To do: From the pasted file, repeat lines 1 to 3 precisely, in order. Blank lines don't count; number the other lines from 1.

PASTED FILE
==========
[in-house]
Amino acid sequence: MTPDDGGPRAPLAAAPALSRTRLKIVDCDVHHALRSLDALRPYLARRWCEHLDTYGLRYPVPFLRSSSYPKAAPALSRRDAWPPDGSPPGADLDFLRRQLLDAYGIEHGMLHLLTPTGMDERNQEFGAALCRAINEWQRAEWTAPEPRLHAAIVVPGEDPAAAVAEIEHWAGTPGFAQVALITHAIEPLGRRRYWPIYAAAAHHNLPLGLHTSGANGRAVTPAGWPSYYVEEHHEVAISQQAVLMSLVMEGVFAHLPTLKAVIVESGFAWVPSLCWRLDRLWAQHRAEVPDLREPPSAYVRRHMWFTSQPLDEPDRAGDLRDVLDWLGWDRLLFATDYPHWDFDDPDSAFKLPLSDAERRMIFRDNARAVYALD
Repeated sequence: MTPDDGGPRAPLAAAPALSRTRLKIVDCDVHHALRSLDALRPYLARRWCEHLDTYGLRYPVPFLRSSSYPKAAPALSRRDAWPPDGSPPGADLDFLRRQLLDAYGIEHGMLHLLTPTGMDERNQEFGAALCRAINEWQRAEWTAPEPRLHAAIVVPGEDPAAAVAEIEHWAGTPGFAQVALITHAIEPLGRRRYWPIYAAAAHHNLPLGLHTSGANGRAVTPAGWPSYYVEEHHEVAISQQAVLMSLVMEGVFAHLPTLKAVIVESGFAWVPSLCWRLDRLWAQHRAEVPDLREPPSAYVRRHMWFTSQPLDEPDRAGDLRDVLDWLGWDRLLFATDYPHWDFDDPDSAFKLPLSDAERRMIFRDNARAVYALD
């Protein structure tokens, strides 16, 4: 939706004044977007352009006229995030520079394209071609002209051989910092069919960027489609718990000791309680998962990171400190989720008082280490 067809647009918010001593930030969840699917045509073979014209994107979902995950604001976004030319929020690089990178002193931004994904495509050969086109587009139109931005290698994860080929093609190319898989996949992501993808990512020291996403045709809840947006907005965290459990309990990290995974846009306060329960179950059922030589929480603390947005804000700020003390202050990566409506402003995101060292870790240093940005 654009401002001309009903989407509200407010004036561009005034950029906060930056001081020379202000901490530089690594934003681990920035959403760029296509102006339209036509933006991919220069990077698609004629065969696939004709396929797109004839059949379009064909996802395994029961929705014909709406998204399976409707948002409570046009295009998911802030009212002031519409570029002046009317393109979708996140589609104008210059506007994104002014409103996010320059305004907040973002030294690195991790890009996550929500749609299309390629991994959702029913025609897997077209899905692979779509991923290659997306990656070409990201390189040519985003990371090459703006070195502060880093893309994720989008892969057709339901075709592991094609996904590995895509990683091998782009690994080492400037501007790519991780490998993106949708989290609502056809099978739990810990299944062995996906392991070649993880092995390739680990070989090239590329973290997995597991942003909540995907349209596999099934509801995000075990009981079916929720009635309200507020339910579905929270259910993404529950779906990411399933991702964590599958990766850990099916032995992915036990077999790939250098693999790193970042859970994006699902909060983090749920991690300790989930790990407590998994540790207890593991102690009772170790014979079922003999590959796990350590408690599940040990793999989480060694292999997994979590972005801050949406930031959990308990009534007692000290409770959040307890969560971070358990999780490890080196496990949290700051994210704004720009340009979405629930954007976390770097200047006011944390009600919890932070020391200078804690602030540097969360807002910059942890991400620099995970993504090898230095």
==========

[in-house]
Amino acid sequence: MTPDDGGPRAPLAAAPALSRTRLKIVDCDVHHALRSLDALRPYLARRWCEHLDTYGLRYPVPFLRSSSYPKAAPALSRRDAWPPDGSPPGADLDFLRRQLLDAYGIEHGMLHLLTPTGMDERNQEFGAALCRAINEWQRAEWTAPEPRLHAAIVVPGEDPAAAVAEIEHWAGTPGFAQVALITHAIEPLGRRRYWPIYAAAAHHNLPLGLHTSGANGRAVTPAGWPSYYVEEHHEVAISQQAVLMSLVMEGVFAHLPTLKAVIVESGFAWVPSLCWRLDRLWAQHRAEVPDLREPPSAYVRRHMWFTSQPLDEPDRAGDLRDVLDWLGWDRLLFATDYPHWDFDDPDSAFKLPLSDAERRMIFRDNARAVYALD
Repeated sequence: MTPDDGGPRAPLAAAPALSRTRLKIVDCDVHHALRSLDALRPYLARRWCEHLDTYGLRYPVPFLRSSSYPKAAPALSRRDAWPPDGSPPGADLDFLRRQLLDAYGIEHGMLHLLTPTGMDERNQEFGAALCRAINEWQRAEWTAPEPRLHAAIVVPGEDPAAAVAEIEHWAGTPGFAQVALITHAIEPLGRRRYWPIYAAAAHHNLPLGLHTSGANGRAVTPAGWPSYYVEEHHEVAISQQAVLMSLVMEGVFAHLPTLKAVIVESGFAWVPSLCWRLDRLWAQHRAEVPDLREPPSAYVRRHMWFTSQPLDEPDRAGDLRDVLDWLGWDRLLFATDYPHWDFDDPDSAFKLPLSDAERRMIFRDNARAVYALD